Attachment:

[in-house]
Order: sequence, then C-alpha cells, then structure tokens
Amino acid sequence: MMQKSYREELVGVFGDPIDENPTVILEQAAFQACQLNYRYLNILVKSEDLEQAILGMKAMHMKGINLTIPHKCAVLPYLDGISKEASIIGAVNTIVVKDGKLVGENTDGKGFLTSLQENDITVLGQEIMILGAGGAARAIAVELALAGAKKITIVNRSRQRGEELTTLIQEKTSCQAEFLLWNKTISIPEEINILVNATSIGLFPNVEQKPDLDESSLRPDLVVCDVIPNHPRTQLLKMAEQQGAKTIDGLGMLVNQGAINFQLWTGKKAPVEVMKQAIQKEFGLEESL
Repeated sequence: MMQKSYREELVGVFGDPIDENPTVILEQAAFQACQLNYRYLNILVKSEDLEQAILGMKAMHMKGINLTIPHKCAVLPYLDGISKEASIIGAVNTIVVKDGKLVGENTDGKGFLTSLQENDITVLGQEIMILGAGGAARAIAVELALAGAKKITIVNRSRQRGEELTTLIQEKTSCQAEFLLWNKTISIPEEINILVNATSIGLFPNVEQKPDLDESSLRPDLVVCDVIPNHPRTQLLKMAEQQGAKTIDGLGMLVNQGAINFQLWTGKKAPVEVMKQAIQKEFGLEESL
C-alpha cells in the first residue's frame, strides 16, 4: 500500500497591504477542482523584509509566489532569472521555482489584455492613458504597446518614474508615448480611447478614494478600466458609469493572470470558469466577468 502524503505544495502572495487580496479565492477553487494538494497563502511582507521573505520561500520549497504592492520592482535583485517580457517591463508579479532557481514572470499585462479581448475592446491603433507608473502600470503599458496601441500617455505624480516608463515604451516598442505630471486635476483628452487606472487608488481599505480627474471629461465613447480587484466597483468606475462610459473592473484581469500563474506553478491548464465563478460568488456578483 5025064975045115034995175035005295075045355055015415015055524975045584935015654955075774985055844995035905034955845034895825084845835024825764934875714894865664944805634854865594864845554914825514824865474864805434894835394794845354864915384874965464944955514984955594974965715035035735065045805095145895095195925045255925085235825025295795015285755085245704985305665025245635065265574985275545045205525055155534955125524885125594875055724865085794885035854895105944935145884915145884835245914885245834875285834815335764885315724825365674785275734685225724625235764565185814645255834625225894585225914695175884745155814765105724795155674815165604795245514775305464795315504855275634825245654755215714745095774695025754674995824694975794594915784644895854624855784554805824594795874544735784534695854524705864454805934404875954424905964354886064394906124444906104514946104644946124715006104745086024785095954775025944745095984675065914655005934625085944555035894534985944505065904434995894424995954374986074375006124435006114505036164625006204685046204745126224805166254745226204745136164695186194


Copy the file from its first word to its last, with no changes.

[in-house]
Order: sequence, then C-alpha cells, then structure tokens
Amino acid sequence: MMQKSYREELVGVFGDPIDENPTVILEQAAFQACQLNYRYLNILVKSEDLEQAILGMKAMHMKGINLTIPHKCAVLPYLDGISKEASIIGAVNTIVVKDGKLVGENTDGKGFLTSLQENDITVLGQEIMILGAGGAARAIAVELALAGAKKITIVNRSRQRGEELTTLIQEKTSCQAEFLLWNKTISIPEEINILVNATSIGLFPNVEQKPDLDESSLRPDLVVCDVIPNHPRTQLLKMAEQQGAKTIDGLGMLVNQGAINFQLWTGKKAPVEVMKQAIQKEFGLEESL
Repeated sequence: MMQKSYREELVGVFGDPIDENPTVILEQAAFQACQLNYRYLNILVKSEDLEQAILGMKAMHMKGINLTIPHKCAVLPYLDGISKEASIIGAVNTIVVKDGKLVGENTDGKGFLTSLQENDITVLGQEIMILGAGGAARAIAVELALAGAKKITIVNRSRQRGEELTTLIQEKTSCQAEFLLWNKTISIPEEINILVNATSIGLFPNVEQKPDLDESSLRPDLVVCDVIPNHPRTQLLKMAEQQGAKTIDGLGMLVNQGAINFQLWTGKKAPVEVMKQAIQKEFGLEESL
C-alpha cells in the first residue's frame, strides 16, 4: 500500500497591504477542482523584509509566489532569472521555482489584455492613458504597446518614474508615448480611447478614494478600466458609469493572470470558469466577468 502524503505544495502572495487580496479565492477553487494538494497563502511582507521573505520561500520549497504592492520592482535583485517580457517591463508579479532557481514572470499585462479581448475592446491603433507608473502600470503599458496601441500617455505624480516608463515604451516598442505630471486635476483628452487606472487608488481599505480627474471629461465613447480587484466597483468606475462610459473592473484581469500563474506553478491548464465563478460568488456578483 5025064975045115034995175035005295075045355055015415015055524975045584935015654955075774985055844995035905034955845034895825084845835024825764934875714894865664944805634854865594864845554914825514824865474864805434894835394794845354864915384874965464944955514984955594974965715035035735065045805095145895095195925045255925085235825025295795015285755085245704985305665025245635065265574985275545045205525055155534955125524885125594875055724865085794885035854895105944935145884915145884835245914885245834875285834815335764885315724825365674785275734685225724625235764565185814645255834625225894585225914695175884745155814765105724795155674815165604795245514775305464795315504855275634825245654755215714745095774695025754674995824694975794594915784644895854624855784554805824594795874544735784534695854524705864454805934404875954424905964354886064394906124444906104514946104644946124715006104745086024785095954775025944745095984675065914655005934625085944555035894534985944505065904434995894424995954374986074375006124435006114505036164625006204685046204745126224805166254745226204745136164695186194